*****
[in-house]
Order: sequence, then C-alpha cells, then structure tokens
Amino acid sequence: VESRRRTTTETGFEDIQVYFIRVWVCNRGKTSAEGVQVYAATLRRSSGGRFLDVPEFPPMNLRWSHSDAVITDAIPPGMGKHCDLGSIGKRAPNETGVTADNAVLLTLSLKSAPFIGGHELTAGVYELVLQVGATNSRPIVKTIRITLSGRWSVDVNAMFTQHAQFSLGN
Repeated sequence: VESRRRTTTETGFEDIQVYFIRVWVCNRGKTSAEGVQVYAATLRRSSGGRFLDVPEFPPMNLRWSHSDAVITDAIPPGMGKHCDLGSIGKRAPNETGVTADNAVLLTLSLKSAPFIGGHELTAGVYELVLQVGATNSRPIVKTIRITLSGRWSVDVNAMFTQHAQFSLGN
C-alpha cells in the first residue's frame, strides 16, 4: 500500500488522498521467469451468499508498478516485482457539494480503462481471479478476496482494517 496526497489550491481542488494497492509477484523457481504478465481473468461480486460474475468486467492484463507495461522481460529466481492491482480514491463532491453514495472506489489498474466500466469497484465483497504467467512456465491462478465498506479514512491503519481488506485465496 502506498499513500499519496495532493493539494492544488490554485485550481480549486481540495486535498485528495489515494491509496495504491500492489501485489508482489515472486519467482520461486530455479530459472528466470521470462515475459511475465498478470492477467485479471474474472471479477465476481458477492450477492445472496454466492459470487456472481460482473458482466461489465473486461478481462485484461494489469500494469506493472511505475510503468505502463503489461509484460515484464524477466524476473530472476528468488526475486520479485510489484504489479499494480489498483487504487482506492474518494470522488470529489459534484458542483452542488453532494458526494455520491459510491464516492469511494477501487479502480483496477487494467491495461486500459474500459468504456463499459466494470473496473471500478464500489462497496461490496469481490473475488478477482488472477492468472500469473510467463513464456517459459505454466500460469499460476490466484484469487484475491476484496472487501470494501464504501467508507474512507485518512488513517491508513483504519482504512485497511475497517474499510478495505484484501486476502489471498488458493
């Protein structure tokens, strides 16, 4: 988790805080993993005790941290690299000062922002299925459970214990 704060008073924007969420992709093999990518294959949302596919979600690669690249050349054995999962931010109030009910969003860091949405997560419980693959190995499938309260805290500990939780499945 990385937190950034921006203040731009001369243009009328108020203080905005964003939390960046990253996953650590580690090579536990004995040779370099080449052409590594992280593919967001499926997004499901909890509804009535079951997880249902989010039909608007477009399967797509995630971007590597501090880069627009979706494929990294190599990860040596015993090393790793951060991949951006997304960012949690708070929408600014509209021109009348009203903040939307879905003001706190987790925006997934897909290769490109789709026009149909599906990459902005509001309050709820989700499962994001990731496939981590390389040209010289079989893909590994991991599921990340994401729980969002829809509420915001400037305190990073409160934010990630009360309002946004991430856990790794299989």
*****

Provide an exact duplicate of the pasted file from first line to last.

[in-house]
Order: sequence, then C-alpha cells, then structure tokens
Amino acid sequence: VESRRRTTTETGFEDIQVYFIRVWVCNRGKTSAEGVQVYAATLRRSSGGRFLDVPEFPPMNLRWSHSDAVITDAIPPGMGKHCDLGSIGKRAPNETGVTADNAVLLTLSLKSAPFIGGHELTAGVYELVLQVGATNSRPIVKTIRITLSGRWSVDVNAMFTQHAQFSLGN
Repeated sequence: VESRRRTTTETGFEDIQVYFIRVWVCNRGKTSAEGVQVYAATLRRSSGGRFLDVPEFPPMNLRWSHSDAVITDAIPPGMGKHCDLGSIGKRAPNETGVTADNAVLLTLSLKSAPFIGGHELTAGVYELVLQVGATNSRPIVKTIRITLSGRWSVDVNAMFTQHAQFSLGN
C-alpha cells in the first residue's frame, strides 16, 4: 500500500488522498521467469451468499508498478516485482457539494480503462481471479478476496482494517 496526497489550491481542488494497492509477484523457481504478465481473468461480486460474475468486467492484463507495461522481460529466481492491482480514491463532491453514495472506489489498474466500466469497484465483497504467467512456465491462478465498506479514512491503519481488506485465496 502506498499513500499519496495532493493539494492544488490554485485550481480549486481540495486535498485528495489515494491509496495504491500492489501485489508482489515472486519467482520461486530455479530459472528466470521470462515475459511475465498478470492477467485479471474474472471479477465476481458477492450477492445472496454466492459470487456472481460482473458482466461489465473486461478481462485484461494489469500494469506493472511505475510503468505502463503489461509484460515484464524477466524476473530472476528468488526475486520479485510489484504489479499494480489498483487504487482506492474518494470522488470529489459534484458542483452542488453532494458526494455520491459510491464516492469511494477501487479502480483496477487494467491495461486500459474500459468504456463499459466494470473496473471500478464500489462497496461490496469481490473475488478477482488472477492468472500469473510467463513464456517459459505454466500460469499460476490466484484469487484475491476484496472487501470494501464504501467508507474512507485518512488513517491508513483504519482504512485497511475497517474499510478495505484484501486476502489471498488458493
């Protein structure tokens, strides 16, 4: 988790805080993993005790941290690299000062922002299925459970214990 704060008073924007969420992709093999990518294959949302596919979600690669690249050349054995999962931010109030009910969003860091949405997560419980693959190995499938309260805290500990939780499945 990385937190950034921006203040731009001369243009009328108020203080905005964003939390960046990253996953650590580690090579536990004995040779370099080449052409590594992280593919967001499926997004499901909890509804009535079951997880249902989010039909608007477009399967797509995630971007590597501090880069627009979706494929990294190599990860040596015993090393790793951060991949951006997304960012949690708070929408600014509209021109009348009203903040939307879905003001706190987790925006997934897909290769490109789709026009149909599906990459902005509001309050709820989700499962994001990731496939981590390389040209010289079989893909590994991991599921990340994401729980969002829809509420915001400037305190990073409160934010990630009360309002946004991430856990790794299989």